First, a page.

From the Edi­tor

Cosmopolitan (India) - - CONTENTS -

How of­ten do you apol­o­gise? No, not when you’ve effed up, but even when you don’t re­ally mean to say the word and even when it’s some­one else’s fault. I first started think­ing about our ‘I’m sorry’ mind­set when I saw hair­care gi­ant Pantene’s new video, part of their #ShineStrong cam­paign (YouTube it!), which asks a straight-for­ward ques­tion: ‘Why are women al­ways apol­o­gis­ing?’

The video shows one woman apol­o­gis­ing for hav­ing a ques­tion at work (‘Sorry, can I ask a stupid ques­tion?’), and an­other be­cause she needs her hubby to hold their child, and yet an­other be­cause a guy bumped into her (just for the record, the guy didn’t apol­o­gise).

I found my­self nod­ding through the en­tire video. In just the week gone by, I had apol­o­gised to a friend for want­ing my dress back, to a sales­girl for not buy­ing a pair of shoes, to a ta­ble of din­ner mates for look­ing ‘so ter­ri­ble’ (I’d rushed over straight from work), and to an in­ter­view can­di­date for not think­ing she was good enough.

The truth is, women, in gen­eral, are over-apol­o­gis­ers. In one study, it was noted that fe­male par­tic­i­pants apol­o­gised more than their male coun­ter­parts. In a sec­ond, when re­searchers asked how apol­ogy-de­serv­ing a sit­u­a­tion was, the women in the group per­ceived all sit­u­a­tions as more se­ri­ous—and thus more apol­ogy-de­serv­ing—than the guys.

But here’s the thing: ask­ing for for­give­ness when there’s noth­ing to be for­given for can have a big im­pact on how we are per­ceived. Con­stantly be­ing in a sorry state makes us sound de­fen­sive, un­sure, and—most im­por­tantly—un­der-con­fi­dent (AKA, the en­emy of kick­ing a*s). Also, it makes us feel bad! “By tak­ing re­spon­si­bil­ity for things that aren’t your fault, you den­i­grate your self-es­teem,” says Linda Sa­padin, PhD, au­thor of Mas­ter Your Fears.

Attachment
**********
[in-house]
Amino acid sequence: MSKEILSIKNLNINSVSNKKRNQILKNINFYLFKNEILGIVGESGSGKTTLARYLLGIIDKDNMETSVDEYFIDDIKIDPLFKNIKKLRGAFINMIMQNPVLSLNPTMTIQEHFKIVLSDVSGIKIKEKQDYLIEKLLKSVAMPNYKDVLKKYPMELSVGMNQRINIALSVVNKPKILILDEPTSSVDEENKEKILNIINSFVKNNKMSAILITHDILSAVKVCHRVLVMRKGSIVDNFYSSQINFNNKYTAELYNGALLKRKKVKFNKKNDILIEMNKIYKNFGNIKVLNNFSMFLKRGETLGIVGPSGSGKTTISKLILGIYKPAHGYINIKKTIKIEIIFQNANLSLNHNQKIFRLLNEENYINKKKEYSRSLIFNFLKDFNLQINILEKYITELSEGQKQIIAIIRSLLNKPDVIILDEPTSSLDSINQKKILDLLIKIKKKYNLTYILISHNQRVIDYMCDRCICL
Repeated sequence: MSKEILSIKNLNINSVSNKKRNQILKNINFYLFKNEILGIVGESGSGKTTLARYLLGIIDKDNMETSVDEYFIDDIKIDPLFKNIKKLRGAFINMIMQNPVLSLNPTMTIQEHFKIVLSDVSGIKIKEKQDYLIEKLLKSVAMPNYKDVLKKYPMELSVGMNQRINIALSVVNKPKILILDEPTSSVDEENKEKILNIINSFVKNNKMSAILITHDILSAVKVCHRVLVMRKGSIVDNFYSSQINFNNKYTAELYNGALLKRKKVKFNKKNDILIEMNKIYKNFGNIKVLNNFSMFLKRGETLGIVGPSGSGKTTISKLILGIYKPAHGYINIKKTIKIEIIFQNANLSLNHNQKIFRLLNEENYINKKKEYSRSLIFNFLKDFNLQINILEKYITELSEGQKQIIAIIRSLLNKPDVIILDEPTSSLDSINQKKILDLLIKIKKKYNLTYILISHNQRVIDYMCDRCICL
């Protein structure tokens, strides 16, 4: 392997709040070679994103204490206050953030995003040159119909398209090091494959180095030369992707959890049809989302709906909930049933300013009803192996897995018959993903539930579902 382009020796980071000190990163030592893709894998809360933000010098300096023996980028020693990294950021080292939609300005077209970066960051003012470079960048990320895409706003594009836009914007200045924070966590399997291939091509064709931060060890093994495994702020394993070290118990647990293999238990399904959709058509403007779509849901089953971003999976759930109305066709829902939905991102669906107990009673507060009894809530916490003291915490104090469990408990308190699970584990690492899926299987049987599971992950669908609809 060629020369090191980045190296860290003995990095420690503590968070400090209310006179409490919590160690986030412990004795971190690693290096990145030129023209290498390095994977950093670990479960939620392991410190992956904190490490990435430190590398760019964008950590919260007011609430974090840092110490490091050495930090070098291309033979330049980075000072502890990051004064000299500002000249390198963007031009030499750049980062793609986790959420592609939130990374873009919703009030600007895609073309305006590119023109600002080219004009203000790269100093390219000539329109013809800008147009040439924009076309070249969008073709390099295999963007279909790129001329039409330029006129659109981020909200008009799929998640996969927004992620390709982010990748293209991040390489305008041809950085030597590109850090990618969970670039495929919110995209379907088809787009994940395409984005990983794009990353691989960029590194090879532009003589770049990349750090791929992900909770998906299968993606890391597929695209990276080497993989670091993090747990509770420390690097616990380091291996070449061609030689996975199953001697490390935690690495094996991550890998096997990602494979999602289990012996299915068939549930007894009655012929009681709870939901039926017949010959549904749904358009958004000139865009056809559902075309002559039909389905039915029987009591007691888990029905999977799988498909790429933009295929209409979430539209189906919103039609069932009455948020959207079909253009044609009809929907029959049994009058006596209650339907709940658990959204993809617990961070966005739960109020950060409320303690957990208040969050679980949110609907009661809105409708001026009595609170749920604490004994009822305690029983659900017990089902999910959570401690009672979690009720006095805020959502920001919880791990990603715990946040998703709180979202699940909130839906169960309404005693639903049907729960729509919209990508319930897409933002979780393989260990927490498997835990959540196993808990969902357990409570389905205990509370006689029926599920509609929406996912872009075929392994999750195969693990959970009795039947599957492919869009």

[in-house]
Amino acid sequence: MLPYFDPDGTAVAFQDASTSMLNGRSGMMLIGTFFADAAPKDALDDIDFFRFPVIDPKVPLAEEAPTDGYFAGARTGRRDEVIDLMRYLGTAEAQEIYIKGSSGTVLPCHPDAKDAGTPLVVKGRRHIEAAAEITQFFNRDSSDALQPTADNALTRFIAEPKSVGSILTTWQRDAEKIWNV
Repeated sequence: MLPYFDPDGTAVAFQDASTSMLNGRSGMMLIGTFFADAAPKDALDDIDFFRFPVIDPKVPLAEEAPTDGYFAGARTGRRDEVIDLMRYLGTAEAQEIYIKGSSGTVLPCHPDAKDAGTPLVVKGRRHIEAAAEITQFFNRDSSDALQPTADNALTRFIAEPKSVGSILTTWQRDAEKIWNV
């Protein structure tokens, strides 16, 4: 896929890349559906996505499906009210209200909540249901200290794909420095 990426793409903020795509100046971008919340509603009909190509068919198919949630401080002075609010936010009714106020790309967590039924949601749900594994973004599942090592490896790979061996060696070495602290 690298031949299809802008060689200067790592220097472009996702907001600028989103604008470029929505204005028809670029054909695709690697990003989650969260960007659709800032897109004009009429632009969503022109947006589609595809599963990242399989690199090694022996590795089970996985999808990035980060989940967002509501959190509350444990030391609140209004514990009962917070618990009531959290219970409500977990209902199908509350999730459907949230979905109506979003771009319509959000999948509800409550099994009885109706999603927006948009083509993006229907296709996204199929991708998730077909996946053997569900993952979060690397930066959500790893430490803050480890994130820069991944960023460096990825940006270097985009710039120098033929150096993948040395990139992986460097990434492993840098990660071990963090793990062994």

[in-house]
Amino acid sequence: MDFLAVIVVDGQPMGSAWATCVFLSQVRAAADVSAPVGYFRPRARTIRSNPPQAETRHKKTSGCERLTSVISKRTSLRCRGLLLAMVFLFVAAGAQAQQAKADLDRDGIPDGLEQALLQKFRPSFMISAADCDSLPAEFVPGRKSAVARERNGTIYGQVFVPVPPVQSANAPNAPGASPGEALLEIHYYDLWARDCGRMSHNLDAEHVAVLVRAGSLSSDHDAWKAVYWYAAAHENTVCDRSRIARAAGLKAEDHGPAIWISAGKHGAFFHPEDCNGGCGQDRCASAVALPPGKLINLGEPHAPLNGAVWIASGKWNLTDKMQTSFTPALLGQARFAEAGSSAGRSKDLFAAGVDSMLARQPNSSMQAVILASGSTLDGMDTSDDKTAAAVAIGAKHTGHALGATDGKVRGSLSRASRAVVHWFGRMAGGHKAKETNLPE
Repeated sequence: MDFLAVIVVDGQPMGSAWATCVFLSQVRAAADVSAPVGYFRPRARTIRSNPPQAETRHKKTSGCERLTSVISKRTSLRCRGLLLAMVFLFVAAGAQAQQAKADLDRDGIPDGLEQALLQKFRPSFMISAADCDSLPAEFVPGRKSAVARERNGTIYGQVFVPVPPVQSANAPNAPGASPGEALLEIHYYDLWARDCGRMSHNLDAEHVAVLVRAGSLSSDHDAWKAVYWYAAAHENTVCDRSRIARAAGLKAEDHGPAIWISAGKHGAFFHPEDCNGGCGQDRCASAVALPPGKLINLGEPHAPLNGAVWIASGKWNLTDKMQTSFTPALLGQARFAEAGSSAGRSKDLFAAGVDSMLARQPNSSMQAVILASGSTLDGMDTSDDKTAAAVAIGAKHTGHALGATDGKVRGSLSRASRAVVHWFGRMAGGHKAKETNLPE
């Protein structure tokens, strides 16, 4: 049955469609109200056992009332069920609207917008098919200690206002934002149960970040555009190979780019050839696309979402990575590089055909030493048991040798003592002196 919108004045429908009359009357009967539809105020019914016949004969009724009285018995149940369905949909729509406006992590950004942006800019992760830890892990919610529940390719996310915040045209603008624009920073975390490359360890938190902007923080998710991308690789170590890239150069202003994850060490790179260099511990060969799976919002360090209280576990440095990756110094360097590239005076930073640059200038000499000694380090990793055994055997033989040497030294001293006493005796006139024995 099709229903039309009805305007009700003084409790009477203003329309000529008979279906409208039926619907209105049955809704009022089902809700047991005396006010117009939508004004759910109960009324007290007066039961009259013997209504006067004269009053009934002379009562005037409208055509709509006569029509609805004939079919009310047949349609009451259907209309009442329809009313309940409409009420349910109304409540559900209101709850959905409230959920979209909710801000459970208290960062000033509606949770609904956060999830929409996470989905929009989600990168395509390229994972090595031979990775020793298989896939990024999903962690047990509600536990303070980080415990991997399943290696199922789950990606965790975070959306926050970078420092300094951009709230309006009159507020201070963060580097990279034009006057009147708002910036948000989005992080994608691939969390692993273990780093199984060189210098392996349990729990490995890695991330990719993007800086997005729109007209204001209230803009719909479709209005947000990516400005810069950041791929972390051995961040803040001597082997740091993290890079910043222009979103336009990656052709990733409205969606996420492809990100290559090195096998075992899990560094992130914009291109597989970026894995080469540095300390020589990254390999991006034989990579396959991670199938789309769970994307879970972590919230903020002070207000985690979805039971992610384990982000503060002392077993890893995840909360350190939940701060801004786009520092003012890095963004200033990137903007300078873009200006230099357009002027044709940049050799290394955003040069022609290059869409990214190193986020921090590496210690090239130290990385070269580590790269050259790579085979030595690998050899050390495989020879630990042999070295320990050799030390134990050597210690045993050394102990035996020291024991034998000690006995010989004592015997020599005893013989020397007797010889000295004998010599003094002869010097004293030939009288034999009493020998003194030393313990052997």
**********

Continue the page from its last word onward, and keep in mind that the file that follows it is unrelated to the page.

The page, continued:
Bot­tom line: ran­dom sor­ries are so not em­pow­er­ing. And it’s time for a detox. In­stead of apol­o­gis­ing for a 5-minute de­lay, try thank­ing the per­son for their pa­tience in­stead. And if you meant to start a sen­tence with ‘Ex­cuse me...’, say that in­stead of ‘Sorry...’. Feel­ing cranky or un­der the weather? No need for any apols; just don’t say any­thing! “If women can delete the apol­ogy and just go forth with their state­ment, they’ll come across as much more pow­er­ful,” Tonya Reiman, au­thor of The Power Of Body Lan­guage, told ABC News. Start sav­ing your sor­ries, ladies. Un­less you’ve done some­thing aw­ful, of course. In that case, a swift, sin­cere apol­ogy (and a box of red-vel­vet cup­cakes) have been his­tor­i­cally proven to work.

Nan­dini Bhalla, Edi­tor @nan­dinib­halla @cos­moin­dia

Till next month,

PS: On page 92, Cosmo asked 100 guys how of­ten they changed their sheets. 64% said ‘once a month or less’, but one dude’s an­swer truly stood out. “Once a year. Sorry, not sorry,” were his ex­act words. Zero points for clean­li­ness, 100 for not giv­ing a...



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